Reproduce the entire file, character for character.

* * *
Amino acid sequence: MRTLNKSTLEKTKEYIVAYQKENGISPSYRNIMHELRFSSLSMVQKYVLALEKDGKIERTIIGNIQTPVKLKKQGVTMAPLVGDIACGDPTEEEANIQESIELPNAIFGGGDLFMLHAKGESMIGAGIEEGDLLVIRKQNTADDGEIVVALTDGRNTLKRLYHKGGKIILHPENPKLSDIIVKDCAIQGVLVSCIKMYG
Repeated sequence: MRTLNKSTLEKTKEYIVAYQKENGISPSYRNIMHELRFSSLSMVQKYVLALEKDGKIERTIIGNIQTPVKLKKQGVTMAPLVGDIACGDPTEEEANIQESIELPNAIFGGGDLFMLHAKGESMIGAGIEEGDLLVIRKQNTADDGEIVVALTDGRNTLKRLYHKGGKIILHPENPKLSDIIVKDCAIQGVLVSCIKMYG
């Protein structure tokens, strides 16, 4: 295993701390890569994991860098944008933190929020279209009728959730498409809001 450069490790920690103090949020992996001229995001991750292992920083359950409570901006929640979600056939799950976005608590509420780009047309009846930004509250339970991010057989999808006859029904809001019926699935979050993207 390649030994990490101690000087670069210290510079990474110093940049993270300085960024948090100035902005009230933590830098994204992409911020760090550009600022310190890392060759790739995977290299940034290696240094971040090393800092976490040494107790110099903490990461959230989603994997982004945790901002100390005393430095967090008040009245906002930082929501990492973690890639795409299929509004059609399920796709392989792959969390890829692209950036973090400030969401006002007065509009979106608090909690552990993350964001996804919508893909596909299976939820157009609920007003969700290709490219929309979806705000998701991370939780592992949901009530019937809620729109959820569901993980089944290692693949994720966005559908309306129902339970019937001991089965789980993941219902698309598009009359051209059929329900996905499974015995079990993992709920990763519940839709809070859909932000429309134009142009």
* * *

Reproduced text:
Amino acid sequence: MRTLNKSTLEKTKEYIVAYQKENGISPSYRNIMHELRFSSLSMVQKYVLALEKDGKIERTIIGNIQTPVKLKKQGVTMAPLVGDIACGDPTEEEANIQESIELPNAIFGGGDLFMLHAKGESMIGAGIEEGDLLVIRKQNTADDGEIVVALTDGRNTLKRLYHKGGKIILHPENPKLSDIIVKDCAIQGVLVSCIKMYG
Repeated sequence: MRTLNKSTLEKTKEYIVAYQKENGISPSYRNIMHELRFSSLSMVQKYVLALEKDGKIERTIIGNIQTPVKLKKQGVTMAPLVGDIACGDPTEEEANIQESIELPNAIFGGGDLFMLHAKGESMIGAGIEEGDLLVIRKQNTADDGEIVVALTDGRNTLKRLYHKGGKIILHPENPKLSDIIVKDCAIQGVLVSCIKMYG
């Protein structure tokens, strides 16, 4: 295993701390890569994991860098944008933190929020279209009728959730498409809001 450069490790920690103090949020992996001229995001991750292992920083359950409570901006929640979600056939799950976005608590509420780009047309009846930004509250339970991010057989999808006859029904809001019926699935979050993207 390649030994990490101690000087670069210290510079990474110093940049993270300085960024948090100035902005009230933590830098994204992409911020760090550009600022310190890392060759790739995977290299940034290696240094971040090393800092976490040494107790110099903490990461959230989603994997982004945790901002100390005393430095967090008040009245906002930082929501990492973690890639795409299929509004059609399920796709392989792959969390890829692209950036973090400030969401006002007065509009979106608090909690552990993350964001996804919508893909596909299976939820157009609920007003969700290709490219929309979806705000998701991370939780592992949901009530019937809620729109959820569901993980089944290692693949994720966005559908309306129902339970019937001991089965789980993941219902698309598009009359051209059929329900996905499974015995079990993992709920990763519940839709809070859909932000429309134009142009």